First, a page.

And of course, in 2000,
the dot-com bubble burst, a blow to the networking equipment vendors--such as Nortel and Lucent--to whom Conexant was planning to sell its
What followed then was a decline of Conexant’s revenues
from $2.1 billion in 2000 to $521 million in 2002. While the usual
management response to such a decline is to cut workforce to the bones,
Conexant chose instead a business creation strategy. The company spun
off business lines while retaining partial interests in the divested
companies. Three new independent companies Conexant created were Jazz,
Skyworks and Mindspeed.
The strategy worked. It gave an
opportunity to all three companies--Jazz, Skyworks and Mindspeed--to
focus on their particular market segments, while Conexant was able to
focus on the “digital home” market. The company's revenues increased each
year from 2002 through 2004, but reversed again following fiscal 2006.
company attributed its reduced revenue to an overall drop in average
selling price for products and a drop in demand for Conexant products.
Looking back, Chittipeddi, who didn’t join Conexant until June 2006,
observed that Conexant’s competitors had better architecture and better
products than chips then designed by Conexant.
When the revenue
slid from 2006 to 2011, Conexant’s mounting challenge became the
maturing of its debt. In order to address its debt load, the company
sold off assets, including technology and business lines it had
developed and acquired--such as Conexant’s remainder of its interest
in Jazz and its broadband business.
Then, in April, 2011, Conexant was acquired by investment firms Golden Gate Capital and August Holdings Inc.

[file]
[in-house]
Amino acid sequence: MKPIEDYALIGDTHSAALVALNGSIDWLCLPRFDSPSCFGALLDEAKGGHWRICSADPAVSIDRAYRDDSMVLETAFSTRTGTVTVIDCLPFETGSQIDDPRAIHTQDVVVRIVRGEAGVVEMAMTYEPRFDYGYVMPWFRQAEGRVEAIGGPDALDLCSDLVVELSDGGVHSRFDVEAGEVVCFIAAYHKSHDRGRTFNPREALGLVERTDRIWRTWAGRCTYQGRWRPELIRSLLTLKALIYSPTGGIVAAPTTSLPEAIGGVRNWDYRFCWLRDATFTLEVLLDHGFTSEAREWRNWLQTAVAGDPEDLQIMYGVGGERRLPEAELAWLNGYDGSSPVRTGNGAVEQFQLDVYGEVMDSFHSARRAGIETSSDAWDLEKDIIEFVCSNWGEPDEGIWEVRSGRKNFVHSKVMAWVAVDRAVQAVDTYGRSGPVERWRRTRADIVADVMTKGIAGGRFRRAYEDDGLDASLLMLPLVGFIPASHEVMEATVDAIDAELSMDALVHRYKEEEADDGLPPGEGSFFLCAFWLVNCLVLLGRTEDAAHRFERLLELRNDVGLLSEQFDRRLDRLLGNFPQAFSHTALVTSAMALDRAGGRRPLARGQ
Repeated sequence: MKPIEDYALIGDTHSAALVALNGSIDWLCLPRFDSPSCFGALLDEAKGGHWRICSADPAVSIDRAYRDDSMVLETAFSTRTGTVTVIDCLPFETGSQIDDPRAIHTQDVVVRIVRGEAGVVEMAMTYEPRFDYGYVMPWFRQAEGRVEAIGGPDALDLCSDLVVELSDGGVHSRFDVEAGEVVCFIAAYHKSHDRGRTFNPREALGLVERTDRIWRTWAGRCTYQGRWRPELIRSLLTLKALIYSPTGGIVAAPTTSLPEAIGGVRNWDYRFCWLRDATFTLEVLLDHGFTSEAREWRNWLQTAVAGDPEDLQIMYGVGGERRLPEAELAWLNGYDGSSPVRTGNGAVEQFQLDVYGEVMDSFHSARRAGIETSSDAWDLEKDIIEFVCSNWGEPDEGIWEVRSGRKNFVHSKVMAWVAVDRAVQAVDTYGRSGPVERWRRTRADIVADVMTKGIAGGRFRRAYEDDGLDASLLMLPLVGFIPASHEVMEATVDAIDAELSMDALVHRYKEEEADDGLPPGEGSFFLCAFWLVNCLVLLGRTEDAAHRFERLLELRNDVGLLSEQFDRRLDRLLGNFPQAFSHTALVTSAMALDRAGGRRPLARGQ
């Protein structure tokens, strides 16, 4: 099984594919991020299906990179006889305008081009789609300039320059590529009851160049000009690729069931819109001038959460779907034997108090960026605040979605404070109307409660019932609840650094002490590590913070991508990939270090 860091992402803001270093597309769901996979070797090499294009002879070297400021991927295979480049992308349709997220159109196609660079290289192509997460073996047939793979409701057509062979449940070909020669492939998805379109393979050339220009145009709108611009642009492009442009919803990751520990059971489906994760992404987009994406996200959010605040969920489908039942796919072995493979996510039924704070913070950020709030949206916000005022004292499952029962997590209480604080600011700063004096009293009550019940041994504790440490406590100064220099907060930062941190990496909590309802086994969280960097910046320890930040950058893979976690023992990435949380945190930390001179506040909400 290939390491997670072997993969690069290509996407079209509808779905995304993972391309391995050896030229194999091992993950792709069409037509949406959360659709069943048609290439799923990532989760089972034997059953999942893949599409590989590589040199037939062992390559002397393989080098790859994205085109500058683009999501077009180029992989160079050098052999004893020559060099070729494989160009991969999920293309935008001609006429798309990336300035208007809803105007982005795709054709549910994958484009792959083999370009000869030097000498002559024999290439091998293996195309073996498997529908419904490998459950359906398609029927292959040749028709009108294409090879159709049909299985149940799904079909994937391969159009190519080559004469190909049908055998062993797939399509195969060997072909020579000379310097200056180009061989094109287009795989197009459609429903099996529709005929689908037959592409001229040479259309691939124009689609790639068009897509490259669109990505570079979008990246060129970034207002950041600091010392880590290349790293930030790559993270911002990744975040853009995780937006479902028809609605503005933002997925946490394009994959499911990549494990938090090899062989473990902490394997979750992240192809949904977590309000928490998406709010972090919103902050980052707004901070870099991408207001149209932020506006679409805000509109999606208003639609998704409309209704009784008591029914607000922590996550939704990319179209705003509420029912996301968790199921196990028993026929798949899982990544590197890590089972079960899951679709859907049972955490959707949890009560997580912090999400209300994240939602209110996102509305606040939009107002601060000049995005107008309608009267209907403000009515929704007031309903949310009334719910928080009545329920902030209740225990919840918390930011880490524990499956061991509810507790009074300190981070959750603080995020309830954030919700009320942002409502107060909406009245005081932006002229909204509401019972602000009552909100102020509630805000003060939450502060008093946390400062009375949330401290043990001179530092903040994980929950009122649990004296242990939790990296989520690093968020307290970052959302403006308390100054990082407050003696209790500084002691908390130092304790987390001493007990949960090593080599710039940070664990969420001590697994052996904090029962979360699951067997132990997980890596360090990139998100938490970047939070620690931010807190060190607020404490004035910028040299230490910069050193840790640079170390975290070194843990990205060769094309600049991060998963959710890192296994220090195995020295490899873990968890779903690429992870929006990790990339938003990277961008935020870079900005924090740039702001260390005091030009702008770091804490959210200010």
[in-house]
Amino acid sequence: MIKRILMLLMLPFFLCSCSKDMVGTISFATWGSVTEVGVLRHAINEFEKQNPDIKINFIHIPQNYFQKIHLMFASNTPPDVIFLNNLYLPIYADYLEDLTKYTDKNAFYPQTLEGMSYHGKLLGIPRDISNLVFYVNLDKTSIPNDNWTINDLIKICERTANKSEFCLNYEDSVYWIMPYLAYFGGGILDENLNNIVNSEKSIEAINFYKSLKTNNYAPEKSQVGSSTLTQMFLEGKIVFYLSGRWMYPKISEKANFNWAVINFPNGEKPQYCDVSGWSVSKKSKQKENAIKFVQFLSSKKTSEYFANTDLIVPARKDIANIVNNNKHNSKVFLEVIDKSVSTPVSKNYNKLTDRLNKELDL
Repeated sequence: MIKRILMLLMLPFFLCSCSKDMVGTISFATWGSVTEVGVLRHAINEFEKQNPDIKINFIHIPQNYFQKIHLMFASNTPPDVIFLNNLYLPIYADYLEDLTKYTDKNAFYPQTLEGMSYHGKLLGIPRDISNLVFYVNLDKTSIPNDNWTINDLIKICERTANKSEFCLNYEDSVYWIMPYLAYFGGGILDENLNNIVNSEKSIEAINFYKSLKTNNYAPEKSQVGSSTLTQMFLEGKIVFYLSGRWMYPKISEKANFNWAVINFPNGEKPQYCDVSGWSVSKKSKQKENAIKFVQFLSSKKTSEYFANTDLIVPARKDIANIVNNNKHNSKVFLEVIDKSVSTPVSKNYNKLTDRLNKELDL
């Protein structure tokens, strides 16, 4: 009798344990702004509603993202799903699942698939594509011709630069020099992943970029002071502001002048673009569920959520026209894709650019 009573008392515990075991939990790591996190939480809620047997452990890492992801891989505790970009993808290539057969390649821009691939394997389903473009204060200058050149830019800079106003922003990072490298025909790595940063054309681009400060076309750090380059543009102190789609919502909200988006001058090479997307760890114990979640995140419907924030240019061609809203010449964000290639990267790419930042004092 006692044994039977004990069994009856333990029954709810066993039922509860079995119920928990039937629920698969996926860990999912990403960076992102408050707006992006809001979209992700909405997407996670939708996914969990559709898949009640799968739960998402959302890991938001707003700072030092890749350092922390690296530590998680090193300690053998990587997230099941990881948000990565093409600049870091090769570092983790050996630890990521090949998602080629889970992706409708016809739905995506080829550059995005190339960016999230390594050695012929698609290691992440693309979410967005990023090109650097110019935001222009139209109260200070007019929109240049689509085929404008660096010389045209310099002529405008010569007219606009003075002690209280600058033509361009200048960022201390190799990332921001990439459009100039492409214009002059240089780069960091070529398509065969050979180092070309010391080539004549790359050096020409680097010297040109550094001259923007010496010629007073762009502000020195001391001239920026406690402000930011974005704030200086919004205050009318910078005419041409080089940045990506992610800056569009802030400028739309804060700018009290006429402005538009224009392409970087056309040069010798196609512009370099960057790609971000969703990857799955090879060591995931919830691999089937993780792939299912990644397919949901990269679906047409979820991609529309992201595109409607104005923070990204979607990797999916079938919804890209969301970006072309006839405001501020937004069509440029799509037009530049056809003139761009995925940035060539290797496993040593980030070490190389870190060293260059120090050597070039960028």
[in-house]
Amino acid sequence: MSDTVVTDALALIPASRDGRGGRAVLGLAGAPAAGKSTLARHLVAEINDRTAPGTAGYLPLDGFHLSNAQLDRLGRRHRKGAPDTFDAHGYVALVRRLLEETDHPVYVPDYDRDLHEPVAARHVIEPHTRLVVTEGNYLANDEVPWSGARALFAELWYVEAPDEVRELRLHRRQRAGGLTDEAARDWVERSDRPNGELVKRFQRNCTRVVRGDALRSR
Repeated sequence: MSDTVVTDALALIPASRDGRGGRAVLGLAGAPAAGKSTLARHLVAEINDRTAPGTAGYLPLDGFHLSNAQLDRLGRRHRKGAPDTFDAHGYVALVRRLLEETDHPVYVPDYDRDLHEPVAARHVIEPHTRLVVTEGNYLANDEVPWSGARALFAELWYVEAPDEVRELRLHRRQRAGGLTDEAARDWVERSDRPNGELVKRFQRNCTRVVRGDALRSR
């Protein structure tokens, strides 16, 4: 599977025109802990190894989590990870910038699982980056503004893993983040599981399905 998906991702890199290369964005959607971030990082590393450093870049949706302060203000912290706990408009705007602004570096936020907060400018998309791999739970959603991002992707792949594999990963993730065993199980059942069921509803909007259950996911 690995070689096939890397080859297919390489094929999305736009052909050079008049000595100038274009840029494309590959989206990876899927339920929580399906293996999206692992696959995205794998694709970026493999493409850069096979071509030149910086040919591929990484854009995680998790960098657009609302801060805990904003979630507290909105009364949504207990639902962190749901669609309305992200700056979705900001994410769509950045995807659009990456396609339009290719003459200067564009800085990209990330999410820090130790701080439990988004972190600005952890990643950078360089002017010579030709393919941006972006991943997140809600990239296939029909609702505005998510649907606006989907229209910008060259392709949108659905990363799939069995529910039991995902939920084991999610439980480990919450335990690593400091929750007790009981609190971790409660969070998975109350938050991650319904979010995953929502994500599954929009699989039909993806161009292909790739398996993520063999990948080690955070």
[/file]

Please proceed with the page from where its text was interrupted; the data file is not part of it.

after being taken private, continued to see revenues slide, despite its
efforts to eliminate operation costs and streamline businesses.
the overall weakness of the semiconductor market, the company’s
relentless debt dogged Conexant. It needed to break free from the burden--originally born out of the company’s acquisition spree and later
divestitures--once and for all.
Besides losing key customers
like Kodak, Conexant was burdened by “oversized and untenable” real
estate costs, according to the company. Chittipeddi noted that Conexant
is saddled with dead leases--facilities the company no longer uses and
the company has been unable to rent. Of lots totaling 300,000 square
feet, “we only use 25,000 square feet,” he said.
When asked how
the company’s customers are responding to the company’s restructuring
announcement, Chittipeddi said, “Their reactions have been relatively
Further, a $50 million investment by the lender, will
give Conexant “breathing room” to build a sound strategy and strong
balance sheets at a reasonable pace, said the CEO. The company expects to receive court approval for its restructuring plan in less than 85 days.